• Accountability. Holding employees accountable for making the change is one of the most powerful ways to ensure success. This accountability starts with the sponsor and flows through the entire organization. Lack of accountability can quickly damage change efforts, sometimes to the point where employees just give up. Very early in the process, we conduct sessions with leaders to help them understand what accountability means, how they should approach it, and what to do when there are issues. Honest dialogue during this session often results in additional sessions in which leaders can discuss their successes and ask for feedback when situations become difficult.


We provide this list to our clients as we start their “Change Nirvana” journey. It is a bit more granular than the playbook, so if they are not already in your playbook, you may want to add them. You’ll find that many of these are intertwined because your change is not linear.

  1. Link the change to the organizational strategy. Otherwise, your change has a likelihood of dying before it gets any traction—or worse, getting canceled during the middle of the change. There should be key performance indicators (KPIs) your change will affect. Decide which two or three are most affected and how and why. You will use this information for communication and measuring results throughout the change.


  1. Tackle bite‐sized projects. Bite‐sized projects are my favorites. Why? Typically, they can be implemented quickly, and only a small group is affected. If you have a project that will affect the entire organization, think about using a pilot phase to test it out. Small projects are a great way to teach people how to make change work. Think about it: if you learn how to make change work on a small project that affects only one department, the stakes are much lower than for a change that affects the entire organization. Since these projects can be implemented quickly, several can be tackled within the same year. The thrill of success does a lot to keep employees energized about the next change.


  1. Get involvement from all levels. Make sure the planning phase for your change involves all levels to get everyone moving in the same direction. Involvement can take many forms, and it can be as simple as
    1. Asking for feedback after explaining what you will be doing.
    2. Showing them how the change will work with their department.
    3. Giving them a visual to help them understand and ask for their thoughts.

Once again, the purpose of involvement is to get everyone on board; in the process, you will learn a lot about their feelings before the implementation. This knowledge allows you to tweak your plan and helps to resolve the concerns.

  1. Set clear expectations. Make your messages and expectations clear. One leader was conducting a company‐wide meeting to announce a large reorganization. I suggested that after the meeting, he send an email with the highlights. He resisted, strongly. He explained that he didn’t want anything in writing so people could hold him responsible for the message. People will not remember everything you told them. If the reason for the change and your expectations aren’t clear and delivered multiple times in multiple ways, it is unreasonable to expect everyone to embrace the change.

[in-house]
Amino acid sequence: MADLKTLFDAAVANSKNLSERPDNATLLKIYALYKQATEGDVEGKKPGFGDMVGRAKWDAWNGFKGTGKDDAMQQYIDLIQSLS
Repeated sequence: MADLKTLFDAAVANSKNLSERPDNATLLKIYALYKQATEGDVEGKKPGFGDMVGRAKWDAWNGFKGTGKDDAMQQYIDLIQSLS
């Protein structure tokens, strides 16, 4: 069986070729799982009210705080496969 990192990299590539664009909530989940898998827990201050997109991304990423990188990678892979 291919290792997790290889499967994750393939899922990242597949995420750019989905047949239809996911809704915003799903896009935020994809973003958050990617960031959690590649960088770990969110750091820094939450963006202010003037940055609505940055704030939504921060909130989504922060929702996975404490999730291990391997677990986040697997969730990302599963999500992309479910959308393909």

1. Communicate before, during, and after the change. One of the biggest complaints we hear is that employees were not informed soon enough. As a result, they didn’t understand what would change and how it would affect them. To avoid this, communicate early and often. Explain what is happening, why, and how it will affect them. Communication should resemble a funnel: it is very high level at first and becomes more detailed as the change gets closer. The person who communicates is also important. For example, the CEO should explain what the change is and why, when, and what benefits the organization will see. After that, people are interested in having their supervisor provide additional details such as how it will affect them, what benefits it offers, and the implementation logistics. One communication is not Creative methods to communicate also gain attention, which increases the likelihood of your message being received. Email seems to be a “go to” communication, especially for teams in different locations. Think about creative ways to deliver your message. For instance, if your organization typically sends emails to announce information, look for additional methods to deliver messages that are not as common and get your employees’ attention. Think about newsletters, town hall meetings, weekly video updates, messages in breakrooms, and so forth. To stimulate creativity, we typically create a team from different departments in the organization. They will most likely come up with brilliant ideas; since they are involved, they are more likely to embrace the change.